In the same article, Petrecca notes that three-fourths of resale stores polled said they had higher sales in September and October than in the previous year, and according to the National Association of Resale & Thrift Shops, “The average sales increase was about 35%.”
So what of the plight of the sustainable boutique owner, the entrepreneur supporting conscious consumerism?
Mission Savvy’s brick and mortar store
Vegan boutique owner, Jennifer Miller, has her hands full with her shop, Mission Savvy. Miller has had to forge her way forward through the muck and mire of retail since she opened two years ago in the midst of the recession.
“People want to get more, pay less. Despite its goodwill, the price point on ethical fashion for the average consumer is a big turn off – and I’m in the market to turn people on. Better to purchase something from my store, support the ethical fashion industry, feel good about it with no guilt of over spending and therefore continue to return than not shop at my store at all,” Miller says.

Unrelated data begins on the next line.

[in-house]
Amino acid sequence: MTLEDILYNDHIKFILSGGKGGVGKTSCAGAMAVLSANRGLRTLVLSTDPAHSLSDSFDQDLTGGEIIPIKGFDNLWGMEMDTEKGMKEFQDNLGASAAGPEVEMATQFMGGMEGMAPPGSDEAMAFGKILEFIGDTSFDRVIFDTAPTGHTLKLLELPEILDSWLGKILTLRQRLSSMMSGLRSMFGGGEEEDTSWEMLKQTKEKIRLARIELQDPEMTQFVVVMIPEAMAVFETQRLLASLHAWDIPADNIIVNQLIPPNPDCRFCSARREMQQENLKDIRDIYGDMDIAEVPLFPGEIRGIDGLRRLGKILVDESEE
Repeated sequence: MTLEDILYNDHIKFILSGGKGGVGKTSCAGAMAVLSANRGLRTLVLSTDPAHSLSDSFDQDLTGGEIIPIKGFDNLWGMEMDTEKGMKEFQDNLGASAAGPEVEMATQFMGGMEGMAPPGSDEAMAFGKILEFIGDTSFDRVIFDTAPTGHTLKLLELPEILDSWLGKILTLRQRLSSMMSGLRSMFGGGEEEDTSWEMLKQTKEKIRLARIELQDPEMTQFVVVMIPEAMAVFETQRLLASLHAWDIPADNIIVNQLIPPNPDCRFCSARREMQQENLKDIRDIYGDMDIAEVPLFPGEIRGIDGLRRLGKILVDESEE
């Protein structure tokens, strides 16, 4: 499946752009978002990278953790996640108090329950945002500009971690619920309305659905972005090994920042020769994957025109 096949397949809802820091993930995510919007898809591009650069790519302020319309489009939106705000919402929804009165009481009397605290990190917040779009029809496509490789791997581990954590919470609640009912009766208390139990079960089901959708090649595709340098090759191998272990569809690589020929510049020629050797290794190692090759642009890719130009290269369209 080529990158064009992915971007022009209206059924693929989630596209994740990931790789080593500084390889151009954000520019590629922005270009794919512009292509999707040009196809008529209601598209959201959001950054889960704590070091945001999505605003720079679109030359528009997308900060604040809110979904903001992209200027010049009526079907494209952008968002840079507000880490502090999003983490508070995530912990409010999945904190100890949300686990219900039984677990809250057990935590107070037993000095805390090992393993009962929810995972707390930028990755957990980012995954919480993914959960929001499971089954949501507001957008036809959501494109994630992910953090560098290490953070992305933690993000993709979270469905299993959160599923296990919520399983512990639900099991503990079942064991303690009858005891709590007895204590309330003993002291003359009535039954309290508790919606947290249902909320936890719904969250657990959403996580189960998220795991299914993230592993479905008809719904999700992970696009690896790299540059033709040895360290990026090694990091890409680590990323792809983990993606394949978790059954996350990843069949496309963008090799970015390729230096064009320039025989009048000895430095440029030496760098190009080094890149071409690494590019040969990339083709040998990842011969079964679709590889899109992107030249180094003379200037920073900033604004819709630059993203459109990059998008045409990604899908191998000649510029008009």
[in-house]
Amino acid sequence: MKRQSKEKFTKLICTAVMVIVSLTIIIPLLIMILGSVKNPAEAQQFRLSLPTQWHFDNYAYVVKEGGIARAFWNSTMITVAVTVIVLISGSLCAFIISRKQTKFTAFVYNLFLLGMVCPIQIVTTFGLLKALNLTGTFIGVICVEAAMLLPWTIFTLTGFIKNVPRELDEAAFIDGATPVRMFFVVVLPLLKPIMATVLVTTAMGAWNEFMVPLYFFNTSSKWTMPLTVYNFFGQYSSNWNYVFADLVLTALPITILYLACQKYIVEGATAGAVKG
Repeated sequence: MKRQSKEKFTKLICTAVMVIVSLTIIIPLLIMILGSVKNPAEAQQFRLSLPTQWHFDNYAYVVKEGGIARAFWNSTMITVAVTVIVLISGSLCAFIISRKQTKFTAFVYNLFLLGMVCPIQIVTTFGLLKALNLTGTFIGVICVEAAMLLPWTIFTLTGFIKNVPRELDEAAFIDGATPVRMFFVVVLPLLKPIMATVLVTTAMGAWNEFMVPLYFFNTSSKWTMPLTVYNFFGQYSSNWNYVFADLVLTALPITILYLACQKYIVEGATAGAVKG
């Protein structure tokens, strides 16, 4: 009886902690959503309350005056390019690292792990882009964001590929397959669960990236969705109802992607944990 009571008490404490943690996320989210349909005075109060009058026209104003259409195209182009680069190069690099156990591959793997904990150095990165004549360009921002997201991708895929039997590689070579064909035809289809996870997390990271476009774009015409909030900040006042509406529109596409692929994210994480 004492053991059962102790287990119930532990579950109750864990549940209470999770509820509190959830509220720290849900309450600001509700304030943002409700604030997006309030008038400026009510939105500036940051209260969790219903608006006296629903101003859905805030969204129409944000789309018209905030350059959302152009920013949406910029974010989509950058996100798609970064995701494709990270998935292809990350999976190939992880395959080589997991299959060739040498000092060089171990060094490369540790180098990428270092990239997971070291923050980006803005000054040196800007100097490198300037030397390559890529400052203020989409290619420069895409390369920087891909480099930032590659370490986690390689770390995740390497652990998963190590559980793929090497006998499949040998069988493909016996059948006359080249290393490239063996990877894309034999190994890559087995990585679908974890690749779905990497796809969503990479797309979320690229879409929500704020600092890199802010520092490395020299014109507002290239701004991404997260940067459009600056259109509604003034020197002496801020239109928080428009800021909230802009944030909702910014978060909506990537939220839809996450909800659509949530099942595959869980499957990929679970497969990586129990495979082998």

She says her nontraditional approach to operating a boutique has her stocking ethical products but selling at a less than average mark up which is challenging – but it keeps her customers happy and coming back.
“We’re just not there yet as an economy and in commitment. Especially if you are far removed from the fashion industry and the appreciation of the art of it, so that leaves a lot of people spending lots of money on clothes with absolutely no purpose other than to buy something new that looks awesome,” says Miller.
“And as much as people do understand the concept of responsible consumerism, it still comes down to what money can buy and for a lot of us money does buy happiness. Spending too much money on very little is not as appealing as spending a little on a lot.”
Image: Renaissancechambara, NOW Showcase, Boston Photo Sphere, Blog Lovin